CHEAP EATS "It's hard to find people to eat pork bellies with me," he said, over pork bellies, and I thought: I'm your girl.
This was my second date of the day. I'd had a chef salad for lunch in another town, with someone else, and was not his girl. I could tell. Still, we walked down the hot sidewalk and into a famous bar with trophied animal heads all over all the walls. I'd always wanted to go there, and liked it inside, so I asked if he wanted to stay, have a Coke, or something. Stare at a moose.
"No," said the guy whose girl I was not. He had better get going, it was the weekend, hard week, and he wanted to be home, had things to do. Long drive.
My therapist wants me to speak on the topic of dating at a conference on gender identity issues. I suppose that I can take this as a compliment. Maybe I will, and maybe I will speak at this conference. Or, hey, hell, maybe I'll write an actual restaurant review! It's been a while ...
The pork bellies were delicious. Thick, crisp, fatty slices of fried pig in a dark, salty sauce with Chinese broccoli. The duck came with celery and lychee, the Chinese fruit, which is way weirder to the teeth, tongue, and taste buds than any animal organ that I've ever eaten. The name of the restaurant is not important.
My date insinuated that I must have some kind of skinny gene.
I speared another square of almost pure fat and, chewing on it, both literally and figuratively, reckoned that hmm, maybe I did. Plus there's the soccer ... sometimes two or three games in one day, ooga.
Really, I don't know a lot of people who like duck.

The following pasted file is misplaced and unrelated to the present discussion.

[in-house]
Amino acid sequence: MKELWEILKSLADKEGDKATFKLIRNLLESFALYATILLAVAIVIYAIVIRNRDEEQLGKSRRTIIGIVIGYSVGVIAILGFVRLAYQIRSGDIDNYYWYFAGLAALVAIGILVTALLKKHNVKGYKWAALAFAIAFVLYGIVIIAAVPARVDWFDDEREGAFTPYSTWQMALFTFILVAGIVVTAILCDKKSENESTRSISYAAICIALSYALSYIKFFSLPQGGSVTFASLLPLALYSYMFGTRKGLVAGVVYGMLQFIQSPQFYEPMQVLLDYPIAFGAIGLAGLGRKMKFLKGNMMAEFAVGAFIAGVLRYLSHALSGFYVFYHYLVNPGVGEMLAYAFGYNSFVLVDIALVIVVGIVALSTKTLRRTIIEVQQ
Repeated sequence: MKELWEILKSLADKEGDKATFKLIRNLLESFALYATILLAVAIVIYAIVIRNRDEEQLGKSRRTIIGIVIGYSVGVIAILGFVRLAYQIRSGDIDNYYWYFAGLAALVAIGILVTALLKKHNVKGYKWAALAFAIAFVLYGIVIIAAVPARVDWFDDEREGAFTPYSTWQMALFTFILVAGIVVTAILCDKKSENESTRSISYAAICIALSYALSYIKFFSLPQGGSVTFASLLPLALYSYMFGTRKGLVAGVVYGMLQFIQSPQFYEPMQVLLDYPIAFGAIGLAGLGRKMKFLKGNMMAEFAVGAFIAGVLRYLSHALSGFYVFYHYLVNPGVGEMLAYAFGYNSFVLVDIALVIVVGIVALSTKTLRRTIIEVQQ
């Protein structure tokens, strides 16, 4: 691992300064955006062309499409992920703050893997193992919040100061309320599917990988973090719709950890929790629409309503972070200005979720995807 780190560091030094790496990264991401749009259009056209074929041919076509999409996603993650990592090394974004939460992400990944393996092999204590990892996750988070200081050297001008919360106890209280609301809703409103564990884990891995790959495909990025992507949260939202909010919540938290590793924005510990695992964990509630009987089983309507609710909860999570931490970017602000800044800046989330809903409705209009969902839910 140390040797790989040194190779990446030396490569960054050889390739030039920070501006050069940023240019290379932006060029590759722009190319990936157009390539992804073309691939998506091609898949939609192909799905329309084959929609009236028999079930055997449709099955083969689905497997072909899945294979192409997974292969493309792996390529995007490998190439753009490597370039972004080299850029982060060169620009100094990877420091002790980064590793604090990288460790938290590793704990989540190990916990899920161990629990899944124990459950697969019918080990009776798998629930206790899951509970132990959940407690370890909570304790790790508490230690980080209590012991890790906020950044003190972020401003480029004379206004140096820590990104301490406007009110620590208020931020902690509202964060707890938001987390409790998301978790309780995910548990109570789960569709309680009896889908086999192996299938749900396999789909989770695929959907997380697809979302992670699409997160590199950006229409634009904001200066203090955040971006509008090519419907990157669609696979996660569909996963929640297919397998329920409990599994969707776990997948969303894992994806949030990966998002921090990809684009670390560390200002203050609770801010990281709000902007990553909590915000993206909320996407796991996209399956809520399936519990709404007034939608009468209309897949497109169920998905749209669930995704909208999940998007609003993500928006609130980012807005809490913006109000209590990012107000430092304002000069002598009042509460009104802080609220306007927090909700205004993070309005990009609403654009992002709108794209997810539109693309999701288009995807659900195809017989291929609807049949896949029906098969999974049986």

"When I was a kid," I said, "my brothers and sisters used to pass me all their pork fat and chicken skin."
My therapist thinks I am articulate and well-spoken, but he's never been on a date with me. I actually said that about pork fat and chicken skin on a date, and knew almost immediately that I wouldn't be seeing this guy again, even though there was no doubt in my mind that I was his girl.
It was cold outside, after dinner, so he gave me his coat. We walked to a book store. I picked up a book that I have but hadn't read yet and said, "Did you ever read this?" So he bought it. I wondered if I looked cute in his too-big coat, my hands lost way inside its dark sleeves.
I'm trying to understand guys who like girls like me. The best thing I've heard, so far, is that they love femininity, and that I represent a very complicated form of femininity, and therefore they love me. Except they don't, because and this is just a guess, but it's one thing to eat pork bellies with a pretty woman, I'm guessing, and something else entirely to envision them engulfing a pile of table-scrapped fat or three chickens' worth of chicken skin.
I can understand their problem with the image. Honestly, I get it, only not quickly enough to not hand them the picture.
It's like: they want you to watch football with them, but do they want to watch you play football? Probably not. What we have here is a balancing act. Everyone knows you have to walk a line everyone and that's hard. For all of us. I begin to suspect that for girls like me and for the guys who go for us, there's not a thin line. There's nothing at all beneath our feet. Try to look graceful, and act balanced, while free-falling away from yourself. Or toward yourself. Or both at the same time.
I get motion sickness. Last night, to distract myself, I opened the book that I have but had not read, and I started to read it. The name of the book is not important.
My new favorite restaurant is Soi 4. It's just a couple of bucks more than other Thai restaurants, but definitely worth it. Especially if someone else is paying. The short ribs are fantastic. Perfectly tender and juicy and then, as if they needed any help, the most amazingly smooth-tasting peanut curry by way of a smother. So good it's kind of terrifying. I can't stop thinking about it and have been having nightmares. *
Mon.Sat., 11 a.m.9 p.m.
5421 College, Oakl.
Beer & wine